Global leadership conference focuses on diversity

The Klaus Atrium was the setting place for Tech’s first Global Leadership Conference, hosted by Sigma Beta Rho this past Saturday, April 9. Over 60 individuals, including students and staff, accumulated to explore, discuss and learn about the changing global landscape.

As the mission statement reads, the Global Leadership Conference was held to “foster innovation and global leadership.” Featuring talks by faculty members such as John McIntyre, director of the Georgia Tech Center for International Business and Research (CIBER) and a professor of International Business Management and International Relations, who led a breakout session about the importance, both economic and otherwise, of emerging markets around the world.

The morning began with a presentation from Thomas “Danny” Boston, professor of Economics at Tech and CEO of EuQuant, an economic consulting and research firm. He spoke about the economic necessity of adapting to and embracing diversity in business.

“Commit yourself to learning about the changing role of global leadership,” Boston said.

Boston also answered questions from conference participants about the evolution of Atlanta in light of the city’s history of diversity.

“Because [city leaders] tapped into the power of diversity,” Boston said, “Atlanta was chosen as the host city for the 1996 Olympic Games, which in turn created significant economic expansion for Atlanta.”

Boston also spoke about the changing labor market, with a significantly higher minority portion of the population coupled with an increase in minority- and female-owned businesses.

“America is developing a segment of workers that are permanent part-time workers. The labor market is changing,” Boston said.

Industry leaders also led some of the breakout sessions, one of which was titled “Emerging Energies” and was led by Giri Iyer, the Smart Grid Ecosystem Leader of GE Energy-Digital Energy. The objective of his workshop was to examine the extent to which clean energy technologies can meet the demands of the future and the differing implications in marketing and other fields that these new technologies are affecting as they grow.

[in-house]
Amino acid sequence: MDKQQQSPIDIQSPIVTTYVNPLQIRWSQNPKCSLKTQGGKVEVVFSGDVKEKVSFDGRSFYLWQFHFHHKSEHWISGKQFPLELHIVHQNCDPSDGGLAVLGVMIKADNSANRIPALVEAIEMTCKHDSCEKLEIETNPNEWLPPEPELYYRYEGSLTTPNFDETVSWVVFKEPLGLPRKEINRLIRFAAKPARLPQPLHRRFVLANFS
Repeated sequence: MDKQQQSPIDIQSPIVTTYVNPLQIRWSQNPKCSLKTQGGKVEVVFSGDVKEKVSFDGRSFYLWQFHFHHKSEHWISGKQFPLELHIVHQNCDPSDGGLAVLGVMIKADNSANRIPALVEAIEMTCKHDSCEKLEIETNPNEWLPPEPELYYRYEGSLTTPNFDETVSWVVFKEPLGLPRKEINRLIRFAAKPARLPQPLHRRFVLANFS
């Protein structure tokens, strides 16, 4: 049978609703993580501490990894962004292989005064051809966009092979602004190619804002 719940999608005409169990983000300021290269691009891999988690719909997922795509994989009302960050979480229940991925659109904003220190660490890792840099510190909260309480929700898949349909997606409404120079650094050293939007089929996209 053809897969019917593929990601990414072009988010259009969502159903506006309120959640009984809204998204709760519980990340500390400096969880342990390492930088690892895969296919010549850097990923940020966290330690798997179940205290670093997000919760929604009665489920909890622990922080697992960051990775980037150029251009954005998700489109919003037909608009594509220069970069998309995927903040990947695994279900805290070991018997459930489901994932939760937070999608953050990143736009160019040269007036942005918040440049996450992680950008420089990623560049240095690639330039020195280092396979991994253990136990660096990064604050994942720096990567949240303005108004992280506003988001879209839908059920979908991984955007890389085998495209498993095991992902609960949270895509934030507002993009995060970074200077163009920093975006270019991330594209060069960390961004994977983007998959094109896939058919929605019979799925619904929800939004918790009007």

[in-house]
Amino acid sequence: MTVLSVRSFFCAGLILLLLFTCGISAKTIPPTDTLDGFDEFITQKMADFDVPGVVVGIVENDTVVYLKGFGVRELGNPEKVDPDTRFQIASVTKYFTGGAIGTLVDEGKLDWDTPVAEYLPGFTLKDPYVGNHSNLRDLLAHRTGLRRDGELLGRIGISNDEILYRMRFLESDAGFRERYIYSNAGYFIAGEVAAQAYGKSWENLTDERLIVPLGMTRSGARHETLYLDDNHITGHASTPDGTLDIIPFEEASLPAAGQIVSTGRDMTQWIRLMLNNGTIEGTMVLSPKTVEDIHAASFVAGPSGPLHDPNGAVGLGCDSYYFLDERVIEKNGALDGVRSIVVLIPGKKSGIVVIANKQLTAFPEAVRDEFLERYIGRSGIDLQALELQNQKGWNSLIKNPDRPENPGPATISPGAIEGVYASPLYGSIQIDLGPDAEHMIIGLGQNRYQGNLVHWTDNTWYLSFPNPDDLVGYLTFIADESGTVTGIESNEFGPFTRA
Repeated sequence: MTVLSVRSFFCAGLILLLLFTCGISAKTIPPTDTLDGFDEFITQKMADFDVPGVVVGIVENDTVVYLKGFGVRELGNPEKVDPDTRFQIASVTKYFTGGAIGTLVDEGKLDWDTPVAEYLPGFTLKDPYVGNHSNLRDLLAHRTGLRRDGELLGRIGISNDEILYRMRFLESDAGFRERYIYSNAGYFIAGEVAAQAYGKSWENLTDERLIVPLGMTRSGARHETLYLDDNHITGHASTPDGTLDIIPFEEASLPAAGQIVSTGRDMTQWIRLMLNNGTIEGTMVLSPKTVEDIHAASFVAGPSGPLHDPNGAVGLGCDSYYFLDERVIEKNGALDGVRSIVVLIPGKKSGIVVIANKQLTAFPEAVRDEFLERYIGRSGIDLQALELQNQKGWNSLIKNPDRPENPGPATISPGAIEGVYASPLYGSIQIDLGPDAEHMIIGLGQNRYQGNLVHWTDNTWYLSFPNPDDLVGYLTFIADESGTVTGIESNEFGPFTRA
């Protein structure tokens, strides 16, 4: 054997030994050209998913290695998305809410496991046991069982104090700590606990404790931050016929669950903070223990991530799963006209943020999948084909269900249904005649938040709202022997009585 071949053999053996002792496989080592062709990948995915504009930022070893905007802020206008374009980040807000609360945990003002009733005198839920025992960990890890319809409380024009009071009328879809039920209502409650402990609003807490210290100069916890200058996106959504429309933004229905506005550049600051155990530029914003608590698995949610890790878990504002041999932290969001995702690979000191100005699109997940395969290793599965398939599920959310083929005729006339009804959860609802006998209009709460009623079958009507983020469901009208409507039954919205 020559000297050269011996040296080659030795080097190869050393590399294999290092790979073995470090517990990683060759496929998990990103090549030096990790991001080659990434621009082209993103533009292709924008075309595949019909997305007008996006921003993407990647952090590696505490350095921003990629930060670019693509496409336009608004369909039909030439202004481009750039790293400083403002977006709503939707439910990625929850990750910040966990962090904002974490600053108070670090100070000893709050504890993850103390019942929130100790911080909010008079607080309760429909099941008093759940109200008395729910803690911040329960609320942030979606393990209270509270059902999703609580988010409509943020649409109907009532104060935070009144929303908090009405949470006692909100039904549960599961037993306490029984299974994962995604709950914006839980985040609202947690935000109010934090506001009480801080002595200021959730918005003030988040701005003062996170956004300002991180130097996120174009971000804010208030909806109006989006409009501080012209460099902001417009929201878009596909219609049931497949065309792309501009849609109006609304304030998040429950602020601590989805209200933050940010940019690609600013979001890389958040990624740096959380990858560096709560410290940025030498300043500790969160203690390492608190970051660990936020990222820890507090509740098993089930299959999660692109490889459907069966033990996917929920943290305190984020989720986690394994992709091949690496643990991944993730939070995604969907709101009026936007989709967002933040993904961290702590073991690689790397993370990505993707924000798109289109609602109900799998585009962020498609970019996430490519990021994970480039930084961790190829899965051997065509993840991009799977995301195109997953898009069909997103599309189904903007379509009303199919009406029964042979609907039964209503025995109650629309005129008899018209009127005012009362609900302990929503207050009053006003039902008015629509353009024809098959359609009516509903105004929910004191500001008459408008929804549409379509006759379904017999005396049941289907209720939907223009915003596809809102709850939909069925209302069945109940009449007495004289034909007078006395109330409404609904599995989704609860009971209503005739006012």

The other breakout sessions offered were: “Global Change Brought by Digital Media”, taught by Johnson Cook, co-founder of Peach New Media, and “Social Welfare in the Global World,” led by Josh Kravitz, the COO of MedShare.

The afternoon ended with a panel discussion facilitated by Wes Wynans, director of the LEAD program at Tech. The panel was comprised of Vicki Birchfield, director of European Union Center for Excellence; Bernard Anquez, VP of the Air France-Delta-KLM partnership in Atlanta and Karel Wendl, from the Global Packing R&D for The Coca Cola Co.

Each panel member was given the opportunity to provide advice for conference participants on the subject of addressing stereotypes when involved in instances of international diplomacy, business or even travel.
“Be very aware of your own culture and the stereotypes that are associated with it,” Birchfield said. “Know how others perceive you and think critically about your own world vision.”

Conference Chairs Yash Ghogre, a fourth-year ISyE major, and Sanchit Ladha, a third-year EE major, both spoke to conference participants about the importance of absorbing the information shared at the conference and applying it to life during and after college.

“I would find this event successful in the manifestations that will hopefully be seen around campus in the coming weeks,” Ladha said.


Comments are closed.